The steel guitar players' standard.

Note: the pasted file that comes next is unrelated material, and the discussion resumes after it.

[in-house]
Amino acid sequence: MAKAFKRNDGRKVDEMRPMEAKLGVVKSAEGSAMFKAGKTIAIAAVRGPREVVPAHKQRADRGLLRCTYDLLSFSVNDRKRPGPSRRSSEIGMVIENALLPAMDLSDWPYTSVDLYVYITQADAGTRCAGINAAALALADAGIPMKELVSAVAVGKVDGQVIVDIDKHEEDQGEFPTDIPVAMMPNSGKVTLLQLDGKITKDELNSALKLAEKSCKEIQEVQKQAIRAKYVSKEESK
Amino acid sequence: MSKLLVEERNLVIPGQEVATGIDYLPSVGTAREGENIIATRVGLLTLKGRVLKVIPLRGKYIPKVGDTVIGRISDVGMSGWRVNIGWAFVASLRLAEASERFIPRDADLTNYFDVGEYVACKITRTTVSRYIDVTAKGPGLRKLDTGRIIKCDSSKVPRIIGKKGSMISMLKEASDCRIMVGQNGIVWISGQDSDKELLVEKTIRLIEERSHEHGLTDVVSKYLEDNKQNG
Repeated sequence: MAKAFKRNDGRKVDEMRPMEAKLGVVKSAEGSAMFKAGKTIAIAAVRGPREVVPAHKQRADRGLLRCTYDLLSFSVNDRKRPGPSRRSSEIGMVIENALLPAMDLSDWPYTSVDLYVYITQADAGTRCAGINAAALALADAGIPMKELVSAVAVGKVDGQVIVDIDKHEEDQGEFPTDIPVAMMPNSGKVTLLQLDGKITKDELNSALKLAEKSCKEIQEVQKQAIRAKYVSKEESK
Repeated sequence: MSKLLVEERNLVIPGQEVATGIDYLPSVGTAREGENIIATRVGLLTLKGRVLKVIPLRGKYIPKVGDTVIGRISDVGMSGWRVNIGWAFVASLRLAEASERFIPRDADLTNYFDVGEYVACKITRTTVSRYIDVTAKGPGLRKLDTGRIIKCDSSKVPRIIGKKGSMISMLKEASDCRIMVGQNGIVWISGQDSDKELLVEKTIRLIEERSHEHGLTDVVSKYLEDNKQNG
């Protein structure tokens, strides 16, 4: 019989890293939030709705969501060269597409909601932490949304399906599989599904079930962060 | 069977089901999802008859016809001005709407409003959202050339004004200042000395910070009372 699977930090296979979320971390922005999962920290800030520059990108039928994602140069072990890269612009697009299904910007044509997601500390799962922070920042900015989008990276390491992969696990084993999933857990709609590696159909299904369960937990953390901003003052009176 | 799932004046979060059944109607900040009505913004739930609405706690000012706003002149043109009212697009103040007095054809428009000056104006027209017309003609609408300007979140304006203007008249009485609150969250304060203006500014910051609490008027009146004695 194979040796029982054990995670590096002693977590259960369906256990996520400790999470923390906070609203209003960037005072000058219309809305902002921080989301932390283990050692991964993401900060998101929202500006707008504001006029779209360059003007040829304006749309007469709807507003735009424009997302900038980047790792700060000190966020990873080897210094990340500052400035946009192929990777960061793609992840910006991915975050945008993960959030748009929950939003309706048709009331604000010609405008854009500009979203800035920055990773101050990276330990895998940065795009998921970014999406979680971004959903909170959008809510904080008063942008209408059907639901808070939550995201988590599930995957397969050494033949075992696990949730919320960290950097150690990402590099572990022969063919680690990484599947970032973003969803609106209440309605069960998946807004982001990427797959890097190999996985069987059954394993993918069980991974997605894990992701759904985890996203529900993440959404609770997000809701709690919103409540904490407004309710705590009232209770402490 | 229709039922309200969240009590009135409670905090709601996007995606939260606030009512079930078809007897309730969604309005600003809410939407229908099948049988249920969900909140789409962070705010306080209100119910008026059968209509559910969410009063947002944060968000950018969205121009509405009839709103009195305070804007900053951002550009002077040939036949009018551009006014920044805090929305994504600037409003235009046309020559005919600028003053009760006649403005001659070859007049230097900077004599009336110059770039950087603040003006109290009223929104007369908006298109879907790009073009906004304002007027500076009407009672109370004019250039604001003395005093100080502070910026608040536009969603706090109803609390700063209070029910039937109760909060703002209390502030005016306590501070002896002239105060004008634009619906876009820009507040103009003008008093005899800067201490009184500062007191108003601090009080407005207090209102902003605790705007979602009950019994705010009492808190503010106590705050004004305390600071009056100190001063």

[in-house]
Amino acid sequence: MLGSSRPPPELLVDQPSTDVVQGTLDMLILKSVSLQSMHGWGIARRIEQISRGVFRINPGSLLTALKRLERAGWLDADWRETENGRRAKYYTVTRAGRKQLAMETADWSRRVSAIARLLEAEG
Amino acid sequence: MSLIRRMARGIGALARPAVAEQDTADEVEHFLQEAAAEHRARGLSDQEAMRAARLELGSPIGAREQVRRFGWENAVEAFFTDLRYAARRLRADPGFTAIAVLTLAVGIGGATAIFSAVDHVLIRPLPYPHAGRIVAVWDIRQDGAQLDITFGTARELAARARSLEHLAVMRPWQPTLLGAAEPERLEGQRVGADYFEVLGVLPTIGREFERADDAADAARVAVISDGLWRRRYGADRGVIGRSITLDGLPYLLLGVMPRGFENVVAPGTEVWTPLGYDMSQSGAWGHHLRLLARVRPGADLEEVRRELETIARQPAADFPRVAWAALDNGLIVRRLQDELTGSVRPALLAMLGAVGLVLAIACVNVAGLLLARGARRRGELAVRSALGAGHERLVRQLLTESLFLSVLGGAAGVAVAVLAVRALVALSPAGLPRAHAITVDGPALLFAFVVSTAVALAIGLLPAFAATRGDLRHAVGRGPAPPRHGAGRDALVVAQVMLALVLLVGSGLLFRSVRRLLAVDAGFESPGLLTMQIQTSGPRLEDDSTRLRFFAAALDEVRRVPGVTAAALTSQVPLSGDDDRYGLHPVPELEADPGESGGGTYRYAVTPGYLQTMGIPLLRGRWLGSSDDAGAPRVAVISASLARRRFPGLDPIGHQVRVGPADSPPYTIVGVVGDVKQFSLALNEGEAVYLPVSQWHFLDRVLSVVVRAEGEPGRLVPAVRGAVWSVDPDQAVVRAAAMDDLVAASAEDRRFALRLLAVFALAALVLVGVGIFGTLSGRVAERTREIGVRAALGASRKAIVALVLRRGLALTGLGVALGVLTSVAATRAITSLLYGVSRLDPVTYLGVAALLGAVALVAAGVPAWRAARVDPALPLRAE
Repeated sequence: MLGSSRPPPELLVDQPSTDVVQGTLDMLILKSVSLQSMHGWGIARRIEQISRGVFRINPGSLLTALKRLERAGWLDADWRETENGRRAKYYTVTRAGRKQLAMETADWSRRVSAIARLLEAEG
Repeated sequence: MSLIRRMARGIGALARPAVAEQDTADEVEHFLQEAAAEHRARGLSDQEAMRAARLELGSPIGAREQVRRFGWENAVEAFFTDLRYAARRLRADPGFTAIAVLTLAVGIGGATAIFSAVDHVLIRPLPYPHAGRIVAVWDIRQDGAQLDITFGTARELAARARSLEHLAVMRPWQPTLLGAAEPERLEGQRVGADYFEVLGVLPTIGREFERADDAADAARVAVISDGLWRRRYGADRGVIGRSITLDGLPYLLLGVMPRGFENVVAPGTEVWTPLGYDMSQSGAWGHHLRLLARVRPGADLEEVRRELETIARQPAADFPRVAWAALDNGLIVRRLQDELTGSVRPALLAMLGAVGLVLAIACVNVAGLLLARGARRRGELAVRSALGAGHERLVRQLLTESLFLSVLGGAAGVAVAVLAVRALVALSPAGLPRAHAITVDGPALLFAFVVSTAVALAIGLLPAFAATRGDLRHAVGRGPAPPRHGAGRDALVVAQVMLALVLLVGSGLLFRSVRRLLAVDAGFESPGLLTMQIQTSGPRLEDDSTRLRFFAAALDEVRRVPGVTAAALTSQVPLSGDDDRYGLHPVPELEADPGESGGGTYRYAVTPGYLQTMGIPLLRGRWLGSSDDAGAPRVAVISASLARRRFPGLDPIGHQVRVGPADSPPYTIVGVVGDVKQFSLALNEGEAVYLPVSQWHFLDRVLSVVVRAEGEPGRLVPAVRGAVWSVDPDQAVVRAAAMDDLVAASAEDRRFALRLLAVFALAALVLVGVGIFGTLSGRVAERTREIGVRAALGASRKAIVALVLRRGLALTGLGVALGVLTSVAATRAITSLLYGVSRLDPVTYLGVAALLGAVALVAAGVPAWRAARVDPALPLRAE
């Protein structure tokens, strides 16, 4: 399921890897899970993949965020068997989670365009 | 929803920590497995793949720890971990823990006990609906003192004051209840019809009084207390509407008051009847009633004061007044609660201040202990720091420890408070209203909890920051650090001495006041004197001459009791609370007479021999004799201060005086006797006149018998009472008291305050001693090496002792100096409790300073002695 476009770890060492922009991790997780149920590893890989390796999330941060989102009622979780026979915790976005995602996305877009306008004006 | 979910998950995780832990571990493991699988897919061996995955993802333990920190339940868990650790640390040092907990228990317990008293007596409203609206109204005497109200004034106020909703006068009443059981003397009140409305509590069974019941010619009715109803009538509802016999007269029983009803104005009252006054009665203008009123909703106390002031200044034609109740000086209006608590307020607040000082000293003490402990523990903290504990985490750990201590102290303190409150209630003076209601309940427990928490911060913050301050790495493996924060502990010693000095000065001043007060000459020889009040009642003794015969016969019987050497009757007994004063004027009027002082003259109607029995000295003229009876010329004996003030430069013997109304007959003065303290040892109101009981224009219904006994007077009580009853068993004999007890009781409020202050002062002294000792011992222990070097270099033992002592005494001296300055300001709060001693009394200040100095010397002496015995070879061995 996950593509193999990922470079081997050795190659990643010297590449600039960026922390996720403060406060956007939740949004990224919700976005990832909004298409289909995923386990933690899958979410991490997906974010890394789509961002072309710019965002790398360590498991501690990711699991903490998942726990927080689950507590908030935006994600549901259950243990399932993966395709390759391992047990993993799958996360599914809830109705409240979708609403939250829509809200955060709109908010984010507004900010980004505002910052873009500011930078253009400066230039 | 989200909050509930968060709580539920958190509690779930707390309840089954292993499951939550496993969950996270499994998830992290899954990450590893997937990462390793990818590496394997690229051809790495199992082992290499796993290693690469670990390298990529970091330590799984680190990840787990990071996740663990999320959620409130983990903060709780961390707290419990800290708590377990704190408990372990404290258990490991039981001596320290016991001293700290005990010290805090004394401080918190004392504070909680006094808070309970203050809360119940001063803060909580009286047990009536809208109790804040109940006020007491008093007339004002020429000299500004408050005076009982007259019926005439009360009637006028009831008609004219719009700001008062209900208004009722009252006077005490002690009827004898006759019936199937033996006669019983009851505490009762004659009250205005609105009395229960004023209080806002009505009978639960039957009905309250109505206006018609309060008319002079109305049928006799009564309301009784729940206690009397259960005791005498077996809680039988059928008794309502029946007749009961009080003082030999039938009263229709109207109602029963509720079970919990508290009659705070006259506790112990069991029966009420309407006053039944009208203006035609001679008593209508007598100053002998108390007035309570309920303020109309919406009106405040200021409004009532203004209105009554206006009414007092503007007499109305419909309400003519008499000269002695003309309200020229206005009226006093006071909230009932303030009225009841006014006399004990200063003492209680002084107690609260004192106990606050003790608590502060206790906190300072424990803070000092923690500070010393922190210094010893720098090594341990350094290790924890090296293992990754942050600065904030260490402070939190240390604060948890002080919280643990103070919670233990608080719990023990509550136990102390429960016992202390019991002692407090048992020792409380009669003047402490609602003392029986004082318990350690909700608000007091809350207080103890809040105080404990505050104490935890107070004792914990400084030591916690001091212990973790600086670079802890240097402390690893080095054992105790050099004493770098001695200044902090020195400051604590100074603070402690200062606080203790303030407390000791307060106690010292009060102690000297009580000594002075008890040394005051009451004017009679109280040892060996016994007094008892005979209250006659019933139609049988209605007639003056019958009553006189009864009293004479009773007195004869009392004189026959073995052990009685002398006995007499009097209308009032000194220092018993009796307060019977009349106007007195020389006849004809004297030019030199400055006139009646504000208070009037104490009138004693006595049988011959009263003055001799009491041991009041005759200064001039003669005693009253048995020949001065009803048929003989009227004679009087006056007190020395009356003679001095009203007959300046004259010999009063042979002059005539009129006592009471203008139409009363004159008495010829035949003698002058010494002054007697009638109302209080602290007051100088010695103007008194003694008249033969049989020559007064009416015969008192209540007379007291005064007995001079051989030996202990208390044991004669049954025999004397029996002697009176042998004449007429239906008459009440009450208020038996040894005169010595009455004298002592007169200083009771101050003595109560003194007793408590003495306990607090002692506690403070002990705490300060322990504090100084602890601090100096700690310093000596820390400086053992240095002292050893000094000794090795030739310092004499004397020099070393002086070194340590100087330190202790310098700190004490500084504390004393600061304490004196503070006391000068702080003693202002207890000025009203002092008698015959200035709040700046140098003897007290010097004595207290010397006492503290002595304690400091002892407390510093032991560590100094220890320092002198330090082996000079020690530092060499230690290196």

In its listing of the 20 That Mattered, Guitar Player magazine stated that Jerry Byrd is the standard by which all steel guitarists must be measured. A fixture on the country scene, Byrd was a session player in Nashville in the mid-1940s and was influential in the development of the Nashville Sound. He played on the hits of a who's who of legends, including Hank Williams (Lovesick Blues and I'm So Lonesome I Could Cry), Pasty Cline, Ernest Tubb, Red Foley, Marty Robbins, Chet Atkins, Guy Mitchell, Burl Ives and countless others; he now has the distinction of being the artist with the world's largest steel guitar discography. Later, as the head of Combine Music Publishing, Byrd was the first to sign Dolly Parton. Drawn to the music of Hawaiian steel guitarists, he went on to develop a style and invent tunings that would become synonymous with the instrument, becoming the first inductee into the Steel Guitar Hall of Fame. In 1972, Byrd headed for Hawaii, only to discover that the islands had turned their back on the instrument that gave them their signature sound. Thus, Byrd's mission became to reacquaint Hawaii with its own creation. His inspiration not only bridged country and Hawaiian music, but also secured the steel guitar's place in the 21st century. Featuring dozens of rare photos, It Was a Trip, On Wings of Music brings to light Byrd's life and times, opening up an important chapter in American musical history.